The first diploma for kimono-dressing in New York

Six months have passed since I started a kimono-wearing class in NYC. This time, I could give my student the second-class instructor diploma for kimono-dressing, authorized by the national Japanese clothing consultant association (NJCCA). It was the first time that the association offered a diploma to students belonging international classes other than Japanese.

This student has lived in NYC because of her husband’s business, but she will go back to Japan on March. She told me that she had never known kimono-wearing and kimono-dressing could be so much fun. And she plans to work on kimono-related business after she returns to Japan.
I moved to NYC with my husband seven months ago, because of his work. Then, I opened a kimono-wearing class in my unknown place, New York. My kimono-wearing class has been truly built up with all the students, coming to my class. Therefore, I am more pleased with her words than to give her a diploma.

In addition to having kimono-wearing classes, I also provide kimono-dressing service, helping customers get dressed in kimonos. Everyone I dressed has been highly delighted and thanked me. But I have not been satisfied with my techniques on kimono dressing yet. On my way home after the kimono-dressing service, I always think over what I did and reconsider how to dress my customers more beautifully. At that time, I met with words of Prof. Masuko Chiba, who was the most famous for Japanese bridal kimono dressing.

I continue to admire how beautiful wedding attire is. For more than 40 years, I have been dressed many brides with my hands in a congratulatory and happy manner. I can remember all the scenes with deep emotions. Always I have been supported by profound attachment to kimonos and forward-looking passion to master techniques for kimono dressing.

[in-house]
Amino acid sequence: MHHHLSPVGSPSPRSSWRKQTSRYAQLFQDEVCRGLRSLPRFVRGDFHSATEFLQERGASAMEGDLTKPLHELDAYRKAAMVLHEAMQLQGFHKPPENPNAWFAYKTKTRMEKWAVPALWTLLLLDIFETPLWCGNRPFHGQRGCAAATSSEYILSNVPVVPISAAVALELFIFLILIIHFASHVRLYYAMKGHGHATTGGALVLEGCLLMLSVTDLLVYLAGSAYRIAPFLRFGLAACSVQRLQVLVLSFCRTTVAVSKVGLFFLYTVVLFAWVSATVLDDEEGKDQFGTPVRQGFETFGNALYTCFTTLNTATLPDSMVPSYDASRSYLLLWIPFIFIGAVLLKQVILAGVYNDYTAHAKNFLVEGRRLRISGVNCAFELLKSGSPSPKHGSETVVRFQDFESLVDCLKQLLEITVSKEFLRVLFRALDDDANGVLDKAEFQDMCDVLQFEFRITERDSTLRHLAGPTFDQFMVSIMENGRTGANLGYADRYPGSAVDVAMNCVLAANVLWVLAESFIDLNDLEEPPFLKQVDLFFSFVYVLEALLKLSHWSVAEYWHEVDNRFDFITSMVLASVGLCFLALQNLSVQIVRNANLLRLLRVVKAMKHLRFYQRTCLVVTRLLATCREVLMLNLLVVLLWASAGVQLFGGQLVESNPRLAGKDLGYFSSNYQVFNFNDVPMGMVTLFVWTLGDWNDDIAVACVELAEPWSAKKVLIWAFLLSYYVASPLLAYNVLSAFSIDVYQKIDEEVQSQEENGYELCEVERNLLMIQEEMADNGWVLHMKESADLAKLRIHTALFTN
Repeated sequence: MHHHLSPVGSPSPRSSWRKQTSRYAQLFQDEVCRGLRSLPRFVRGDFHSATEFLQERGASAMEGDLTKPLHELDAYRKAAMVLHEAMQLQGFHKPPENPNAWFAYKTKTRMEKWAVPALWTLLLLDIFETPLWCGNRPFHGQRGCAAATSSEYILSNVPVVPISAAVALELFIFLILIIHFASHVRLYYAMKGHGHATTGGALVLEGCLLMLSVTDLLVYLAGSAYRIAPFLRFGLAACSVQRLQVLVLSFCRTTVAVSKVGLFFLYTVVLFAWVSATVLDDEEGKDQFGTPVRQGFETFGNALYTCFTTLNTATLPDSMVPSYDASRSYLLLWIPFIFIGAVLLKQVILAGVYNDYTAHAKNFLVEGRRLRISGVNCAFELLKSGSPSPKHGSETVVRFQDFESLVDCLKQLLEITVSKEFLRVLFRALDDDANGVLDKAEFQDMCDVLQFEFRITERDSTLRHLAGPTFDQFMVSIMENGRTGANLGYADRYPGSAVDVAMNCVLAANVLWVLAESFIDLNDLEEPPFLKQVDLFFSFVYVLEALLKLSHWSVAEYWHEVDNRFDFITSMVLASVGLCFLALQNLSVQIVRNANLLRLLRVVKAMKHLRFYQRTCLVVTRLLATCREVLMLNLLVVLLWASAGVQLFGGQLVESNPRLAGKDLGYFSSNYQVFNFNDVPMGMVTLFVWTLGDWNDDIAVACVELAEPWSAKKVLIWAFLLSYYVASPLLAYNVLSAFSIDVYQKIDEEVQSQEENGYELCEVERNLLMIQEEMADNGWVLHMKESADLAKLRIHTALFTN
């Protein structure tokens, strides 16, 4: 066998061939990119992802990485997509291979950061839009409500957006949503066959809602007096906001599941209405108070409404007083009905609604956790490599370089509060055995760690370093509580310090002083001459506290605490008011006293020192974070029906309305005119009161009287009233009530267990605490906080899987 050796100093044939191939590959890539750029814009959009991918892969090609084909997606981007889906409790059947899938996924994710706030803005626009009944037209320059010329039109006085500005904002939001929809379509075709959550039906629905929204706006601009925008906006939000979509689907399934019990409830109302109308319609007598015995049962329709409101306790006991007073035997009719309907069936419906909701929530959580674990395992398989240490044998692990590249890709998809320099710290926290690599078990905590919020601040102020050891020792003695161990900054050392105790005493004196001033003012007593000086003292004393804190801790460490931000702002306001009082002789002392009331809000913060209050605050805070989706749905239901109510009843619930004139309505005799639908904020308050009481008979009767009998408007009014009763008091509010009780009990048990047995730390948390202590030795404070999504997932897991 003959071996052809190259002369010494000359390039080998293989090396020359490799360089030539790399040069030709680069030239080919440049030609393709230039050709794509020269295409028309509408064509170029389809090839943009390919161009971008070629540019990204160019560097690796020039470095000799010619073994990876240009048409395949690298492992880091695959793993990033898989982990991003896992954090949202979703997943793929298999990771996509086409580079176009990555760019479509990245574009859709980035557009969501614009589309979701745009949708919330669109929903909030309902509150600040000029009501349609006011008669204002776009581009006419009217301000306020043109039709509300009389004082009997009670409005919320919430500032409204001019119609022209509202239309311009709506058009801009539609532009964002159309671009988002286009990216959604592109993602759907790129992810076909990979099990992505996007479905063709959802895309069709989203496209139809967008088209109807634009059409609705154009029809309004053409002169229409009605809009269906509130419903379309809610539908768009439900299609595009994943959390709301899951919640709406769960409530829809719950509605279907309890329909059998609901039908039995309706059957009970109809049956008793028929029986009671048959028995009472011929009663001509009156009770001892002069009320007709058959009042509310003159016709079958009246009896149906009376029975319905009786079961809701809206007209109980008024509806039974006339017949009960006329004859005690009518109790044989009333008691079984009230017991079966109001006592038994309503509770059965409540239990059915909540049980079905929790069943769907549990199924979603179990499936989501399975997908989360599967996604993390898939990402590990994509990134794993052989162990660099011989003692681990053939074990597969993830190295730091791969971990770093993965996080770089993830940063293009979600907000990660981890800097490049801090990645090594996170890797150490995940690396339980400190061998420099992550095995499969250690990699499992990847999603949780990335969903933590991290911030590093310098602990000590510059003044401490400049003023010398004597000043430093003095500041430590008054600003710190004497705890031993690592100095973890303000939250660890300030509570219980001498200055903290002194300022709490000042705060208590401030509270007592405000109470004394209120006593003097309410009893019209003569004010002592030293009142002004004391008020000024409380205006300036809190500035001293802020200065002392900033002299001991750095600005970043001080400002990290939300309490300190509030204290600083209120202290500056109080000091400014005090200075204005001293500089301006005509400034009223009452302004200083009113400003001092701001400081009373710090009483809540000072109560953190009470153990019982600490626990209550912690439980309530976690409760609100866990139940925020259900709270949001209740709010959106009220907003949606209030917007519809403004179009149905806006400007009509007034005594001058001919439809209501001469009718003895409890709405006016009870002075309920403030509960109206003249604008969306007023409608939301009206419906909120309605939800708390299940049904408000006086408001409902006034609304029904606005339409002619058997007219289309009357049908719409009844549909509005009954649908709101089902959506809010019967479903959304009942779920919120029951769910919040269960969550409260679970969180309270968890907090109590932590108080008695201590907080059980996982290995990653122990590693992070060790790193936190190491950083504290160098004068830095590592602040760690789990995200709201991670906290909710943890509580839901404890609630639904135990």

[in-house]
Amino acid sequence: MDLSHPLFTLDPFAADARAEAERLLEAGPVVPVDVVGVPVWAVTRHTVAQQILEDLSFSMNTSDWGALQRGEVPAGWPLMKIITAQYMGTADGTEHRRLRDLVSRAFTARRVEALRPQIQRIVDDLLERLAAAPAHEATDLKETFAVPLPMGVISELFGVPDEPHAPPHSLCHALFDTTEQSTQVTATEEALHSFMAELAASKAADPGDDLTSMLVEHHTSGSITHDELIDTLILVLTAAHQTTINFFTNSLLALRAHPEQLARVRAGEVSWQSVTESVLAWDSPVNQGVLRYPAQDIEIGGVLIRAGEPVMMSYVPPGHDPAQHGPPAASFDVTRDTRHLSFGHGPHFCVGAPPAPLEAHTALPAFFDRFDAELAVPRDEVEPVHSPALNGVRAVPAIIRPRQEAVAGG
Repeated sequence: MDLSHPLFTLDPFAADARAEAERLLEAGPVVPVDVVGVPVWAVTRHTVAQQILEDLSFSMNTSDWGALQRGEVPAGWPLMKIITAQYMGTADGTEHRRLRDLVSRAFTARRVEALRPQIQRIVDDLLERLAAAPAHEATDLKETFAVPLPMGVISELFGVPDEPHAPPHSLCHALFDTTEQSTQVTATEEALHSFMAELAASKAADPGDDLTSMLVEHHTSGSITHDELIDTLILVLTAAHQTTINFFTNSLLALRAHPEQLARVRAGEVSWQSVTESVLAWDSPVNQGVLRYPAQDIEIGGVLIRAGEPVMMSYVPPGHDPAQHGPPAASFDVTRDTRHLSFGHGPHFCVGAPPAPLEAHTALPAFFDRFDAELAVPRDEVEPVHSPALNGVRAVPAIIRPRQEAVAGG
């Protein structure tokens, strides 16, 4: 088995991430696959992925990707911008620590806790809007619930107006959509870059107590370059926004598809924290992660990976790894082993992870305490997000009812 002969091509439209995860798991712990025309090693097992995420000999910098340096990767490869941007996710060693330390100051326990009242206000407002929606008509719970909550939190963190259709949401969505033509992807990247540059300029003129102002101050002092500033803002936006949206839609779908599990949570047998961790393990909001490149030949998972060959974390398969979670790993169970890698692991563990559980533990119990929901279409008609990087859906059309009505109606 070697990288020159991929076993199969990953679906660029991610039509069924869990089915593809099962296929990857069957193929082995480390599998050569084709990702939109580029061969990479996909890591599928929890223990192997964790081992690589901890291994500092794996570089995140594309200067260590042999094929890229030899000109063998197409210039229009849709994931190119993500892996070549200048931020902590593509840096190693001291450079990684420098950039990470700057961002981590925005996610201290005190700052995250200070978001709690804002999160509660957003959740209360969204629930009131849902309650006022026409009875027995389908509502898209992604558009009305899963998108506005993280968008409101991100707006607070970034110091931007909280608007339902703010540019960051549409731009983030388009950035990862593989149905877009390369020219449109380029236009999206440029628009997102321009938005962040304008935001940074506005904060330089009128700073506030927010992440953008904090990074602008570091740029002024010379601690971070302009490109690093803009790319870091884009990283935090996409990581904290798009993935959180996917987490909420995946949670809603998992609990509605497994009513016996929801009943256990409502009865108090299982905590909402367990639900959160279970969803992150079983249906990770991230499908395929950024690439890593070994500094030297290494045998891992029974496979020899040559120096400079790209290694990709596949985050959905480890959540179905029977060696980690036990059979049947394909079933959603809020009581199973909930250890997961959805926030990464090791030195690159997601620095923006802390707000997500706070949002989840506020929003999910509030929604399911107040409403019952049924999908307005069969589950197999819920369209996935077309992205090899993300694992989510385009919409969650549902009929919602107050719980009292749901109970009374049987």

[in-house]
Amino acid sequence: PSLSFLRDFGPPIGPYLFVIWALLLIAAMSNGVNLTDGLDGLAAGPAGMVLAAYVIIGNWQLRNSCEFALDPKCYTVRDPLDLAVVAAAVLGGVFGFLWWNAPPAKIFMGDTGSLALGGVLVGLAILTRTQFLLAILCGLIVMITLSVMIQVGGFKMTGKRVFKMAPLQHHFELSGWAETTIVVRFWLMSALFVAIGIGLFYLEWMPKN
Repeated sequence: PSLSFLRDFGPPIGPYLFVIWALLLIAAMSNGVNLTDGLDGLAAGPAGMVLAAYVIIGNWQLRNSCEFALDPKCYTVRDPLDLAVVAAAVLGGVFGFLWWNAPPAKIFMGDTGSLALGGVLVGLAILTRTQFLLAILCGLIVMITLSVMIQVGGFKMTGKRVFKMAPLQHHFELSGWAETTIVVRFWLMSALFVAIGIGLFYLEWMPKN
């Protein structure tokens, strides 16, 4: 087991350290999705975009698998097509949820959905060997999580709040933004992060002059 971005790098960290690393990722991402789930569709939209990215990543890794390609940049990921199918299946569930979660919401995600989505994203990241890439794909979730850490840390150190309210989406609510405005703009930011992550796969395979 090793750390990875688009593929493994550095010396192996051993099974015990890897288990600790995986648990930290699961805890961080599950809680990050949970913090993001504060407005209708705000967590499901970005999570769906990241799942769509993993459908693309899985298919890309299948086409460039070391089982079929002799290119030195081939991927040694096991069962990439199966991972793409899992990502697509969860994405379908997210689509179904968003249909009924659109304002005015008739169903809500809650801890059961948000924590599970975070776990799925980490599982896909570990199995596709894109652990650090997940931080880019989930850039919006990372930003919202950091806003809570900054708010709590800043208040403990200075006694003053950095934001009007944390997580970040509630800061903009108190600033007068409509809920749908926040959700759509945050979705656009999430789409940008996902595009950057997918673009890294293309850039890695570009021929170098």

Whenever I dress customers with kimonos, I desire that I could educe beauty of kimono as well as beauty which dressed persons create, as is more and more attractive to one another. I would like to send Prof. Chiba’s words to my student. Actually, I am convinced that kimono dressing is pursuit of beauty in close coordination with kimonos and dressed persons. I am happy that I can help her to step on such an attractive world as kimono dressing. And I earnestly hope that she makes progress and succeeds using acquired techniques.

This is a lovely letter from this student.
I appreciate her with my whole heart.


Meeting with Ryukyu Bingata, made by Eijyun Shiroma

Ryukyu bingata is dying of Okinawa, consisting of hundreds of islands in the southwestern Japan. It is characterized by generous-hearted color, contrasting favorably with sunshine. About four hundred years ago, Okinawa, originally called Ryukyu, was an individual kingdom. Bingatas were consolidated at that time, and then have developed as folkways of the royal palace. Originally, painters at the palace have drawn beauties of nature in Ryukyu on the paper. Subsequently, the king ordered citizens to dye kimono fabrics with various kinds of beautiful designs.

The kimono presented on the photo is my favorite bingata homongi made by Eijyun Shiroma. Once I saw the pattern on the bolt of this bingata in front of the draper’s shop, I was deeply impressed by its beauty. Then, I began examining bingatas. Shortly afterwards, I have known that Shiroma family was one of representative three organizers of ryukyu bingatas and Eiki Shiroma, the father of Eijyun Shiroma, revived it at Okinawa in ruins after the WWII.
The more I saw of this bingata, the wistful I became. I found myself visiting the draper’s shop just for seeing, not for buying, for more than three months. Finally, when my departure to NY was forthcoming, the draper said to me, “If you love this bingata so much, I will sell it at a great sacrifice.” Therefore, I could buy it at a reasonable price.

At the end of WWII, Okinawa suffered catastrophic damage. Eiki Shiroma has lost all of things, including loved families, all the fabrics dyed by him, and all the necessities for bingata making. After the war, he exchanged his rationed food to old fabrics, because it was very difficult to get materials and old fabrics of bingatas. Based on the old fabrics, he imagined combination of colors. In addition, he collected various kinds of papers, even bags of flour, for paper stencils and drew designs. Step by step, he prepared to make his bingatas. Actually, it was a re-start from zero.

Eiki Shiroma wrote precisely how to make bingatas without regret in one of the famous kimono books, “Japanese Cloths” published by Tairyu-sha. In this book, the craftsman, working for Eiki Shiroma, talked with feeling that ryukyu bingatas should not become prosperous, if Eiki were secretive and egoistic in terms of technology. Furthermore, his following talk really touched me: